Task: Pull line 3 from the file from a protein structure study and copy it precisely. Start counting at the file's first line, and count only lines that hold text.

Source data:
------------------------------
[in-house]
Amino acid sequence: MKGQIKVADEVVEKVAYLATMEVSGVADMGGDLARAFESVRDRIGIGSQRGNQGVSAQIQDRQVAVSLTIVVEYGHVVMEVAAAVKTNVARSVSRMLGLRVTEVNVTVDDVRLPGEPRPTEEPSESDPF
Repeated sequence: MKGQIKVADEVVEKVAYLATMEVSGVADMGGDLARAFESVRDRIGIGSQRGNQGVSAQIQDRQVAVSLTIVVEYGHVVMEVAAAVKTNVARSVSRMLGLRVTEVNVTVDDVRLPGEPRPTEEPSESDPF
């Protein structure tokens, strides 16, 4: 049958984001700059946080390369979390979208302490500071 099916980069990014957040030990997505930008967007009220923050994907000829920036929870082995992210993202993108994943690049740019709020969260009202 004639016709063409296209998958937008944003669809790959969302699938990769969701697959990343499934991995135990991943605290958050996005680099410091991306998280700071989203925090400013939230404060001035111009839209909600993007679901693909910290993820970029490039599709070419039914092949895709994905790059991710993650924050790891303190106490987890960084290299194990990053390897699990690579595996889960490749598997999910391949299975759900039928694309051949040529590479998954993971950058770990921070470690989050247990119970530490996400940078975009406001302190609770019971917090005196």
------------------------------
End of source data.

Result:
Repeated sequence: MKGQIKVADEVVEKVAYLATMEVSGVADMGGDLARAFESVRDRIGIGSQRGNQGVSAQIQDRQVAVSLTIVVEYGHVVMEVAAAVKTNVARSVSRMLGLRVTEVNVTVDDVRLPGEPRPTEEPSESDPF